Supporting Autism and Anxiety

Home Webinar Supporting Autism and Anxiety

Transforming Behaviour Webinar Series - Supporting Social Development

Transcript:

OK, well, welcome. Thank you so
much for coming. My name is Ella.

It’s so lovely to have you here with us.

We’re talking about supporting
autism and anxiety, and I was really
getting into the weeds when it comes
to the research and the.

I guess the experiences that autistic
people are sharing now about anxiety and
those sorts of things. And I came across
this statistic which really surprised me,
which was that it’s estimated that around
50% of autistic people will
develop clinical levels of anxiety
either through childhood through
adulthood.

And I guess what I wanted to
talk about today is what’s going on
there, what is underlying it in terms
of neurobiological mechanisms,
but also. What’s going on in terms of the
assessments? Are we assessing people
appropriately? And then what are
we going to do about it?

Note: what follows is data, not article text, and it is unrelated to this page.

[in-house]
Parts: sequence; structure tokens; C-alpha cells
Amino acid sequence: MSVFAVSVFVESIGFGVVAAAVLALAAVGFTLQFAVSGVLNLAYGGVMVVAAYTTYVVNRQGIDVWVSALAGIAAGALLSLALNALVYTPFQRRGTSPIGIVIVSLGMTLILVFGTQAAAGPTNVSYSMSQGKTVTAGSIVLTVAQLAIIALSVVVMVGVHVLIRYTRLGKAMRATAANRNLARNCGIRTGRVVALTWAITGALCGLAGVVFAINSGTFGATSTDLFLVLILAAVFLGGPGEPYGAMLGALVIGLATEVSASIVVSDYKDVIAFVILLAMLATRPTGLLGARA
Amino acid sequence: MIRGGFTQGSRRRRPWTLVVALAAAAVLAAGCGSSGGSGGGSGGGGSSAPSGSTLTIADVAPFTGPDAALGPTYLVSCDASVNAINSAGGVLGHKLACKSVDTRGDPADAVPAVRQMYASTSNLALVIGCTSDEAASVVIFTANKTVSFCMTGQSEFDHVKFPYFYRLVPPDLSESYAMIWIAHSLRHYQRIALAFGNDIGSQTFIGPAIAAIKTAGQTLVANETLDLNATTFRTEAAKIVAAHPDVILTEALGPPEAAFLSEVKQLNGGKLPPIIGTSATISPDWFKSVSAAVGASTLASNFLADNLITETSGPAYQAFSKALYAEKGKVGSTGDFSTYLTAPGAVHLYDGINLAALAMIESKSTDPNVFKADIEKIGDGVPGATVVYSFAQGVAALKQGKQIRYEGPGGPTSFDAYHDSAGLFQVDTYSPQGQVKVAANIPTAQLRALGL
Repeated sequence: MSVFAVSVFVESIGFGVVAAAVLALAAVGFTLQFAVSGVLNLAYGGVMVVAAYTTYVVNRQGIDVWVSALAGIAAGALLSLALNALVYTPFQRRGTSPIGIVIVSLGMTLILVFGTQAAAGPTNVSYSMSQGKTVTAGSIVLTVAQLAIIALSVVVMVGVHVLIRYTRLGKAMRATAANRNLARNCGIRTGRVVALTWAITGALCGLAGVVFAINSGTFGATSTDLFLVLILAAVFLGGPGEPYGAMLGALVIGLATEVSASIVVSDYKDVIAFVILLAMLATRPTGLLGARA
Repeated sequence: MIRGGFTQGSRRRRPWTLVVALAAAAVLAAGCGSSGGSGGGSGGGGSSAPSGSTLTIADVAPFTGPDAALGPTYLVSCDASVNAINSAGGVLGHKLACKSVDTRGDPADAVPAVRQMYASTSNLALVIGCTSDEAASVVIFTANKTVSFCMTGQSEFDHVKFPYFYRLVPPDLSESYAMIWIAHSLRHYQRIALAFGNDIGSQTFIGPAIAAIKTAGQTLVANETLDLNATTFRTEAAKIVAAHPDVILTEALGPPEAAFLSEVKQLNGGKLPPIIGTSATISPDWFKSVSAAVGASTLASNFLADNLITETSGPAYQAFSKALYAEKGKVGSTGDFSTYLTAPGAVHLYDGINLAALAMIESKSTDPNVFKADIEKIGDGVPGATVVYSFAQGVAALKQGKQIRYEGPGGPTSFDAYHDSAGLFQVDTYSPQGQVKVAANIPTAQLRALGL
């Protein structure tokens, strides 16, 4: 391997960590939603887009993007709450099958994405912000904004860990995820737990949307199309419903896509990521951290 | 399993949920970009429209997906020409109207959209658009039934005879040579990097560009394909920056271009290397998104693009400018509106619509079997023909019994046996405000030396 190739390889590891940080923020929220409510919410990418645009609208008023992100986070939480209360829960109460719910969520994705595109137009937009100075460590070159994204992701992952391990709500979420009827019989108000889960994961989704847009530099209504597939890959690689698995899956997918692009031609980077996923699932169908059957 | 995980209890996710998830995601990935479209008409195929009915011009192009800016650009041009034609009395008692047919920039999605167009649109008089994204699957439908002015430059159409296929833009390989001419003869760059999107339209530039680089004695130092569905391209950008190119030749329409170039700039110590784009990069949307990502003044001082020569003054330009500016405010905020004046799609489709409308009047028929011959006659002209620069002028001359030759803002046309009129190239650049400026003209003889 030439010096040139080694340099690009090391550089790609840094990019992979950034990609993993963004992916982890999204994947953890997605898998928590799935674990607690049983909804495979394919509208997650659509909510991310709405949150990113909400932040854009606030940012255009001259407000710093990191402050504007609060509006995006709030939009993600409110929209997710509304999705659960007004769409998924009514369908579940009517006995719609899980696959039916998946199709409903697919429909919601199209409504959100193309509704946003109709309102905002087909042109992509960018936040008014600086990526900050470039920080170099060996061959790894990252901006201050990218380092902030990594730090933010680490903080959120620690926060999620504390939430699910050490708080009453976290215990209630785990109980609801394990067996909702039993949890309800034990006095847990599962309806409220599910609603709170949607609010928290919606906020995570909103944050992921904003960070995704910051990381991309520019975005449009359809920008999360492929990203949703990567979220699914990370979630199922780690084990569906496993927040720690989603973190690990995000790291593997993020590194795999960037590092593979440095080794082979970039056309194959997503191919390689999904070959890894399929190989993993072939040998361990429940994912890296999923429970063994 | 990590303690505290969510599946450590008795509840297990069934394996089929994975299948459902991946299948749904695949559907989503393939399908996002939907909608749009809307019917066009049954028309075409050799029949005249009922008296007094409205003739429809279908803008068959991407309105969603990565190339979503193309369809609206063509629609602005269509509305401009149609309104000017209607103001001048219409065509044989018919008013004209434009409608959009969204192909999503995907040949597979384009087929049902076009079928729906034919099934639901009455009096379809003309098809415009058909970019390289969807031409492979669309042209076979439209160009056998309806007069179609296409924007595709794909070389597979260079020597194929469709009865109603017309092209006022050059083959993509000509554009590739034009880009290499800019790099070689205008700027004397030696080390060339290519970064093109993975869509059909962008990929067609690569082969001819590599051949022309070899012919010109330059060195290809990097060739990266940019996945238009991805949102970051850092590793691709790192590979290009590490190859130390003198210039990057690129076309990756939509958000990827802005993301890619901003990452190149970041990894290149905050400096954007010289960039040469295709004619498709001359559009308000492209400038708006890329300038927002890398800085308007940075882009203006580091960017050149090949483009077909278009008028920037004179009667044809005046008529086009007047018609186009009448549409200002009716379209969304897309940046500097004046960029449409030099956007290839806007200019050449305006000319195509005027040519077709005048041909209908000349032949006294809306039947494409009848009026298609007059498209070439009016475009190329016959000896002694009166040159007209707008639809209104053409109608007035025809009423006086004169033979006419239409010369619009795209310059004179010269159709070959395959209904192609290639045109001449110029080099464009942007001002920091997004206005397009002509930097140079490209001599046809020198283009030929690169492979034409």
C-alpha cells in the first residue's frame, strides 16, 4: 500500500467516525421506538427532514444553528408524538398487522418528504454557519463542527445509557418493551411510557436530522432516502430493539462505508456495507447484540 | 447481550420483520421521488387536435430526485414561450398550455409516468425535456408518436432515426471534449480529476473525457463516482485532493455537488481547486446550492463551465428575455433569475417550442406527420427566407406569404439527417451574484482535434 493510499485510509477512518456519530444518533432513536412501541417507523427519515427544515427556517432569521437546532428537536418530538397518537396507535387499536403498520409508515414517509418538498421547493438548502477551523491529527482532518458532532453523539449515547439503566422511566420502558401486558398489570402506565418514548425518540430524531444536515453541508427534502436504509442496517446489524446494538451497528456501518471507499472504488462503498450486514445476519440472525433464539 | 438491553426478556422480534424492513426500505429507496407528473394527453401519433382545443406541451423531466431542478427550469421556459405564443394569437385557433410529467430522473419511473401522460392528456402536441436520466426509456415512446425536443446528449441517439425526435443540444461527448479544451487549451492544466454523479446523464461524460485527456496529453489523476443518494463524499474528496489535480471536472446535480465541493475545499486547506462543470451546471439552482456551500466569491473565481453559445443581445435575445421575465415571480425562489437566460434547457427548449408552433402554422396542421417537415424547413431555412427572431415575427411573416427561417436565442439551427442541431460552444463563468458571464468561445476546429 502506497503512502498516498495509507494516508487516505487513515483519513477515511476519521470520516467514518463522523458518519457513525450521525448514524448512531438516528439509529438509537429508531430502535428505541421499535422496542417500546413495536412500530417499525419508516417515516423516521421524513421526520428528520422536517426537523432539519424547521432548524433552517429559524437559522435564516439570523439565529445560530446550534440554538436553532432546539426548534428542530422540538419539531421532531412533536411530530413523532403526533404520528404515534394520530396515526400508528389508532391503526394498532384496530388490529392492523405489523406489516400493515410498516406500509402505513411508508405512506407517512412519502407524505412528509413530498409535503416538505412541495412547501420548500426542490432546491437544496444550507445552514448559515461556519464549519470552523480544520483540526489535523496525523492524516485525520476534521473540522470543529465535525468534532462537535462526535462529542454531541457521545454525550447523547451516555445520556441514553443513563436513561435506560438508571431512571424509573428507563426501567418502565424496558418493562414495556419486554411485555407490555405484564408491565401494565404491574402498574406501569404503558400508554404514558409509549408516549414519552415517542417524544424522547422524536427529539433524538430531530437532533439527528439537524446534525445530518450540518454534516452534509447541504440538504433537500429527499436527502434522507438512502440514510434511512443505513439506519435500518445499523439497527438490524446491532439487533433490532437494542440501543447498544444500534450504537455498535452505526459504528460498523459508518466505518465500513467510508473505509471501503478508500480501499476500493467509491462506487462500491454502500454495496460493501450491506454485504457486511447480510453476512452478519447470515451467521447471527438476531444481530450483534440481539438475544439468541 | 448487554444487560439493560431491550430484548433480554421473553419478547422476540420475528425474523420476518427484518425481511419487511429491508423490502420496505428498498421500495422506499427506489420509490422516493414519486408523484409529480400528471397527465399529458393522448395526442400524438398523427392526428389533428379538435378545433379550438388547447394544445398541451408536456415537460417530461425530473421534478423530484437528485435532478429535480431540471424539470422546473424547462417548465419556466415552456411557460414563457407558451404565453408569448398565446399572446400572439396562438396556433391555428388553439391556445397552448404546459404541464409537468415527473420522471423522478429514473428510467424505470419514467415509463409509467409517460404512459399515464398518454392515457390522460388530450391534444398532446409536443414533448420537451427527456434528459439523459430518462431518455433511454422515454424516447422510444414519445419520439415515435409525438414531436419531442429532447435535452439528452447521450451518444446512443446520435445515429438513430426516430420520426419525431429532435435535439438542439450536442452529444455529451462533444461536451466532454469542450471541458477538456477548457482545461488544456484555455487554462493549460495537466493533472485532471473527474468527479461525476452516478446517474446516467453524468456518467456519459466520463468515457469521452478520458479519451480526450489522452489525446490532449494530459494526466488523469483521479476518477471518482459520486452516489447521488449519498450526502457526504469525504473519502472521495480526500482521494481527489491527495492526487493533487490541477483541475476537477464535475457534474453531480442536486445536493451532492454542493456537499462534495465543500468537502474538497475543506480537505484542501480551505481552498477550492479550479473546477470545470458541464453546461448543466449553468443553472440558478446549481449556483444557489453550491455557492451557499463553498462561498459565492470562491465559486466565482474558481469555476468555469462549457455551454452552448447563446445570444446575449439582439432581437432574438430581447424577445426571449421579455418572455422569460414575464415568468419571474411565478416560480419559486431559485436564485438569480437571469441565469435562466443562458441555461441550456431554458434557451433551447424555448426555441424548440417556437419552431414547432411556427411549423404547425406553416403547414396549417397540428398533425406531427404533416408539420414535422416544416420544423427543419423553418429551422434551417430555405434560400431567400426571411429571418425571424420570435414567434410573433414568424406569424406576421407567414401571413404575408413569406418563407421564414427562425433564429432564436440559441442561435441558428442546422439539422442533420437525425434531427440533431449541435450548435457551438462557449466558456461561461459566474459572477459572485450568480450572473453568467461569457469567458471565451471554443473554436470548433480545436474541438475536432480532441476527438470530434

You know, if you or somebody you care for is
struggling with anxiety, what are your options and
what are the best practises to supportthat
person?

So before I start, I’d like to acknowledge the
category people of the ER nation on whose
land I live and work and from where this
webinar is being broadcast today, and
also pay my respects to any Aboriginal or
First Nations. People present today.

Now you might be wondering. Who is this
person? Why is she talking to me about
anxiety and autism? Um, my name is
Ella. I am the chief clinical officer
here at Transformer Life. I’ve been
working alongside autistic folks and
their families for about 10 years now and

I’m really an explorer of all things
neurodivergent and anxiety support.
I am not myself
disability identify. I don’t. I don’t.
Pretend to speak for autistic people, but
this this is based on my own research.

My own kind of qualifications and those
sorts of things, and also the shared
lived experience that. Autistic
people and families with autistic
children have generously shared with me.

So let’s get started on
what is anxiety. Now? That sounds like a
dumb question. I’m sure in our
post COVID world, everybody’s pretty